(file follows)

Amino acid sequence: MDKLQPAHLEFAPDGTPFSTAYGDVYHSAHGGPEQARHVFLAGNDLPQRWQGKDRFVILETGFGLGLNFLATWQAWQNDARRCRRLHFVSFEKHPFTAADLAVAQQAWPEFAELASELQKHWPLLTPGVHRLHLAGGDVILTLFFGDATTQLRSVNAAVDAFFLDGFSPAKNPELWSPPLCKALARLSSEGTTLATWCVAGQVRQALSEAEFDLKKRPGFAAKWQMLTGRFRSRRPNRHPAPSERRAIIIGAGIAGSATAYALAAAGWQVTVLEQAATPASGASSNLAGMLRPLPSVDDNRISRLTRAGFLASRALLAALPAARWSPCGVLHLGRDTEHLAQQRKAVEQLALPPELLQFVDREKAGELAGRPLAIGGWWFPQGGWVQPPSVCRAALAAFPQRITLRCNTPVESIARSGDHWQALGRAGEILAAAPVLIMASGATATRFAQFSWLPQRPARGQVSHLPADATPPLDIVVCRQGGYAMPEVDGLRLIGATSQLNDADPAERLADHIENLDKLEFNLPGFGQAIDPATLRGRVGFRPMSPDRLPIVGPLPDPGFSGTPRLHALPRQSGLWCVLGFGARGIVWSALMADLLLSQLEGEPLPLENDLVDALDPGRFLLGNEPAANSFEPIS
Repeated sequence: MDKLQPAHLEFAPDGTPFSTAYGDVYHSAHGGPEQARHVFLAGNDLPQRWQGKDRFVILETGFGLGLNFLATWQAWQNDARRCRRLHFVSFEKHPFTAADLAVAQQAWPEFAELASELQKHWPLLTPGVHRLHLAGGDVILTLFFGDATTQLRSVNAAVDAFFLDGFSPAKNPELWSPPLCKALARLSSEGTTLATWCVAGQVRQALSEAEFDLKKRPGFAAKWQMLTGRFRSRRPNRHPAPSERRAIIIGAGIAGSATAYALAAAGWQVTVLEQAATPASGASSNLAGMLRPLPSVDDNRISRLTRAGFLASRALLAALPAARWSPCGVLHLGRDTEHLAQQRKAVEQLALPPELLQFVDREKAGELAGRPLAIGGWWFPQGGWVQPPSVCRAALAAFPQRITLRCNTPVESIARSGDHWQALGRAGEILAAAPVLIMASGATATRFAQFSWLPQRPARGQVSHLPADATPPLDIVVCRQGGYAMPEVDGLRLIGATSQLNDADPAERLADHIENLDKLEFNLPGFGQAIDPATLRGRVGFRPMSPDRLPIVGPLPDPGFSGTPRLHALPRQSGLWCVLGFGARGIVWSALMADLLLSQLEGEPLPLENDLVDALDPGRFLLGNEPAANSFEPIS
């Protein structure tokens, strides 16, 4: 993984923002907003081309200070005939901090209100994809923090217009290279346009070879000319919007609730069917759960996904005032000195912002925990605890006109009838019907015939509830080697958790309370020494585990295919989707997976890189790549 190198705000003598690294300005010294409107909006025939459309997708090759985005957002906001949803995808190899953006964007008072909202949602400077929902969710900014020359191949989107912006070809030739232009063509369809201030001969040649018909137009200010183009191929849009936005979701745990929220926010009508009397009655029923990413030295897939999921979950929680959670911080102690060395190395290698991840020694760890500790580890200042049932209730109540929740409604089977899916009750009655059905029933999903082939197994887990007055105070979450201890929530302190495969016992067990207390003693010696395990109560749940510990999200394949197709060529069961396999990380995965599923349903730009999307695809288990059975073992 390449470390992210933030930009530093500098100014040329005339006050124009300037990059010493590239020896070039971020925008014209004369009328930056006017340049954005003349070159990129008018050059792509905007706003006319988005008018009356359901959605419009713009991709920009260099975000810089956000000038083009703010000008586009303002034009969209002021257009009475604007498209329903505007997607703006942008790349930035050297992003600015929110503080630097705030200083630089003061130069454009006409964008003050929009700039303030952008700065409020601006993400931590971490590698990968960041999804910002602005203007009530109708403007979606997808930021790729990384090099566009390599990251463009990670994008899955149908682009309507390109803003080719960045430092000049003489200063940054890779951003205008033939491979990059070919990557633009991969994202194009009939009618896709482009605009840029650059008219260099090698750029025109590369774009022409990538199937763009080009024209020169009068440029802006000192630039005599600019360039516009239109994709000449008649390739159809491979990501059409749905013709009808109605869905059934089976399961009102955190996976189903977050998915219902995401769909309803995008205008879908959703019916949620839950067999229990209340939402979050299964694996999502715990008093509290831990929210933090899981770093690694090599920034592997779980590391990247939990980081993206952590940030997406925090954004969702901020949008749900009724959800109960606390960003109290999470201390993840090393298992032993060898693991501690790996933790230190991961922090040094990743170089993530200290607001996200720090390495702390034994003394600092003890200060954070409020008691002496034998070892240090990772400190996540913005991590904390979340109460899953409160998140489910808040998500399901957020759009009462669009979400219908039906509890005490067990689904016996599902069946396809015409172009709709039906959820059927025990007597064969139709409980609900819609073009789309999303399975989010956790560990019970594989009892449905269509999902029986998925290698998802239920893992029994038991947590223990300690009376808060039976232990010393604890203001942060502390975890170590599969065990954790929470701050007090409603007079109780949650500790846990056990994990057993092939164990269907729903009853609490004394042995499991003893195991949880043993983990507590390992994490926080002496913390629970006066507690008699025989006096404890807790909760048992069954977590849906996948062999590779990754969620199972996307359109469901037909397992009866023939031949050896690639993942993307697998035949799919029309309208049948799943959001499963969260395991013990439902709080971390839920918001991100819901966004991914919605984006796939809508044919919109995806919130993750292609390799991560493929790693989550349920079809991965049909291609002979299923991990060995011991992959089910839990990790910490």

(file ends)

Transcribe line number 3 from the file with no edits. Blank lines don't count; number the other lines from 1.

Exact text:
């Protein structure tokens, strides 16, 4: 993984923002907003081309200070005939901090209100994809923090217009290279346009070879000319919007609730069917759960996904005032000195912002925990605890006109009838019907015939509830080697958790309370020494585990295919989707997976890189790549 190198705000003598690294300005010294409107909006025939459309997708090759985005957002906001949803995808190899953006964007008072909202949602400077929902969710900014020359191949989107912006070809030739232009063509369809201030001969040649018909137009200010183009191929849009936005979701745990929220926010009508009397009655029923990413030295897939999921979950929680959670911080102690060395190395290698991840020694760890500790580890200042049932209730109540929740409604089977899916009750009655059905029933999903082939197994887990007055105070979450201890929530302190495969016992067990207390003693010696395990109560749940510990999200394949197709060529069961396999990380995965599923349903730009999307695809288990059975073992 390449470390992210933030930009530093500098100014040329005339006050124009300037990059010493590239020896070039971020925008014209004369009328930056006017340049954005003349070159990129008018050059792509905007706003006319988005008018009356359901959605419009713009991709920009260099975000810089956000000038083009703010000008586009303002034009969209002021257009009475604007498209329903505007997607703006942008790349930035050297992003600015929110503080630097705030200083630089003061130069454009006409964008003050929009700039303030952008700065409020601006993400931590971490590698990968960041999804910002602005203007009530109708403007979606997808930021790729990384090099566009390599990251463009990670994008899955149908682009309507390109803003080719960045430092000049003489200063940054890779951003205008033939491979990059070919990557633009991969994202194009009939009618896709482009605009840029650059008219260099090698750029025109590369774009022409990538199937763009080009024209020169009068440029802006000192630039005599600019360039516009239109994709000449008649390739159809491979990501059409749905013709009808109605869905059934089976399961009102955190996976189903977050998915219902995401769909309803995008205008879908959703019916949620839950067999229990209340939402979050299964694996999502715990008093509290831990929210933090899981770093690694090599920034592997779980590391990247939990980081993206952590940030997406925090954004969702901020949008749900009724959800109960606390960003109290999470201390993840090393298992032993060898693991501690790996933790230190991961922090040094990743170089993530200290607001996200720090390495702390034994003394600092003890200060954070409020008691002496034998070892240090990772400190996540913005991590904390979340109460899953409160998140489910808040998500399901957020759009009462669009979400219908039906509890005490067990689904016996599902069946396809015409172009709709039906959820059927025990007597064969139709409980609900819609073009789309999303399975989010956790560990019970594989009892449905269509999902029986998925290698998802239920893992029994038991947590223990300690009376808060039976232990010393604890203001942060502390975890170590599969065990954790929470701050007090409603007079109780949650500790846990056990994990057993092939164990269907729903009853609490004394042995499991003893195991949880043993983990507590390992994490926080002496913390629970006066507690008699025989006096404890807790909760048992069954977590849906996948062999590779990754969620199972996307359109469901037909397992009866023939031949050896690639993942993307697998035949799919029309309208049948799943959001499963969260395991013990439902709080971390839920918001991100819901966004991914919605984006796939809508044919919109995806919130993750292609390799991560493929790693989550349920079809991965049909291609002979299923991990060995011991992959089910839990990790910490």